How would you compare the Hija de Sanchez stand to say, Alex Stupak's Empellón or Albert Adriá's Hoja Santa? They are all similar stories: renowned non-Mexican chefs that have all this knowledge about contemporary cuisine and that opened Mexican food restaurants outside of Mexico. I've had dinner many times at Empellón, and I can tell you the difference: Empellón is a "Mexican" restaurant. Yes, that's between quotes, because it's more of a signature chef restaurant instead of a traditional one. Alex Stupak takes Mexican food and adds his own spin onto this cuisine. Hija de Sanchez is a taco place, not a fancy restaurant.

We take a lot from our own experiences eating tacos. When I think about tacos, I remember those moments that I have shared with friends eating at a street stall after working all day. Those tacos are more implanted in my memory than the ones that I ate at a place like Pujol or Sud 777. Hija de Sanchez is aiming to capture both the traditional part as well as the emotional part of eating tacos.

How do they see Mexican food in Denmark? In Denmark, they respect Mexican cuisine. Since I got here, I have been impressed by the incredible admiration they have towards our gastronomical culture.

In Mexico, we have an amazing array of ingredients, but do you think that we take them for granted? Mexico is such an abundant land, so it's easy to waste and not to value what we have. It's easier to appreciate what comes from far away, but very few chefs give Mexican products the respect that they deserve. To be honest, it's a very complex subject and a very controversial one. Many people go to conferences and say: "Look! My products are from a milpa," but they may have never actually been to a milpa, know how it grows, or how to harvest it. But when a foreign person gets interested in it, travels around for hours down the road, goes to a milpa, gets his own corn, and learns from countrymen, he starts to have a deeper understanding about Mexican cuisine than many Mexican chefs.


How would you define yourself—as a traditional chef or someone focused on making more progressive cuisine? Let me tell you a story. Three years ago, during the summer, I wanted to go to Quique d'Acosta to do an internship, but I got deported. I went there with many hopes and dreams, willing to learn about contemporary food, knowing that Europe is so much more advanced in this subject than Mexico. When I got to Spain, they didn't let me inside the country because my return ticket was three days after their limit for staying as a tourist (which is 90 days). So while I was waiting for my flight back, I started to reflect: Why are all these great chefs coming to Mexico to learn something and here I am as a young cook wanting to go learn about their way of cooking? Shouldn't I be learning how to use lime, nixtamal, how to cook underground, and all those ancient techniques from my country before I get into the modern techniques?"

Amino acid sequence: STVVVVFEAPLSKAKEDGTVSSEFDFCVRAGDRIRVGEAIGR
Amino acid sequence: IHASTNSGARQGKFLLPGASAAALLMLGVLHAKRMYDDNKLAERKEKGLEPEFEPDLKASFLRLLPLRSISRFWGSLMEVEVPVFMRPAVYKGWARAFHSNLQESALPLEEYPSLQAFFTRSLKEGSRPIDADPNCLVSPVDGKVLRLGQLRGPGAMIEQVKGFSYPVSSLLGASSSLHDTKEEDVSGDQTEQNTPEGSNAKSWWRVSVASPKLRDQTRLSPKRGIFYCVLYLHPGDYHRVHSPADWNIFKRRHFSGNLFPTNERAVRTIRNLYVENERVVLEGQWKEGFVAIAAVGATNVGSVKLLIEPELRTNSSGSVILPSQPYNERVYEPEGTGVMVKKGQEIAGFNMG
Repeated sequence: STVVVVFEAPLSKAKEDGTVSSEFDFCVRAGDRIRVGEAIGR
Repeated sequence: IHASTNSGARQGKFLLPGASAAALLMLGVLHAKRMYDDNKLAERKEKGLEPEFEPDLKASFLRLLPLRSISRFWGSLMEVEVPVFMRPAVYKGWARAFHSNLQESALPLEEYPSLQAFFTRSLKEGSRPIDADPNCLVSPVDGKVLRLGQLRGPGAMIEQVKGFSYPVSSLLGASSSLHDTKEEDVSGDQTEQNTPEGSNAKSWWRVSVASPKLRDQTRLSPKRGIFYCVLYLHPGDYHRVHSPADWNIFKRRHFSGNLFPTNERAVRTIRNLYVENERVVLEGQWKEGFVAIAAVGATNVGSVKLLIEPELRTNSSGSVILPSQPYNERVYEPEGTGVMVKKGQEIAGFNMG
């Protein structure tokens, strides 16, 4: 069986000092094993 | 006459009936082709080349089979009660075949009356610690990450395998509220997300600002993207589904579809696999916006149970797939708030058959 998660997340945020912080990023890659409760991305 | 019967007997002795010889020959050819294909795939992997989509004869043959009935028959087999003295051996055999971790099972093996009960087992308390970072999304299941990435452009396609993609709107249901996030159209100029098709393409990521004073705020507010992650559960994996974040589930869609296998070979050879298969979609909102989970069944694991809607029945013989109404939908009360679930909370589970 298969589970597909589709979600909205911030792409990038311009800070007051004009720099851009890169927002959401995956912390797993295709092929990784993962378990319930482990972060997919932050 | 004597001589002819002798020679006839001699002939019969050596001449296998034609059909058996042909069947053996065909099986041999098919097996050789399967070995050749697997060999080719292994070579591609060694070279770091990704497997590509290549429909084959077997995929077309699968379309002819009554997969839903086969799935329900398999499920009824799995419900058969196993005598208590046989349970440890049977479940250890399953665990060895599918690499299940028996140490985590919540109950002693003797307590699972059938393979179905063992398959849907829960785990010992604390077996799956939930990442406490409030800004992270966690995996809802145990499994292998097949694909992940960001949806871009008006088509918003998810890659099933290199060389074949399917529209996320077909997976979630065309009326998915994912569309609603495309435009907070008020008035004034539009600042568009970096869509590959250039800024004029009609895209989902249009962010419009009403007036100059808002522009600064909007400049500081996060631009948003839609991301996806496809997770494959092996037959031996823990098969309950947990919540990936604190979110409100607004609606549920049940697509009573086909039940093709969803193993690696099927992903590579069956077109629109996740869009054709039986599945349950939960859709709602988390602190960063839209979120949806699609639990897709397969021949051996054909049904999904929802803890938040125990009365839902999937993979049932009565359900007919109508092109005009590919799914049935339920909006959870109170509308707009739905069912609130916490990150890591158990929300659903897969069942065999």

So after being deported and feeling rather defeated, I said to myself, "I will go back and cook Mexican food." I think what motivates me is to make tacos in a different country. To get into a kitchen at 4 AM and play Los Angeles Azules music to the maximum volume—now that's really delicious.

That's amazing. So your Mexican pride is bigger than you realized? I have eaten at four of the (very few) Mexican places in Copenhagen and I think they are all shit. I seriously can't understand how Danish people can eat that. It's not that I feel insulted—because that would be very close-minded of me—but my Mexican pride doesn't allow me to understand how they can serve a fucking expired mole and charge a fortune for it.

One day, we were working with Rosio in the bunker at noma. It was early in the morning—we always worked at night because it was full of interns and tourists during the day who like to come visit the kitchen—and we were very tired, almost about to give up. I said to her:,"Come on girl, people are waiting for tacos." It started as a joke, but after working for 20 hours straight and sleeping for a total of two, it became a sort of motivation. People are waiting to eat great Mexican food here. So we took that as a battle cry. People are waiting for tacos.

We are. Congratulations and thanks for talking to us, Laura.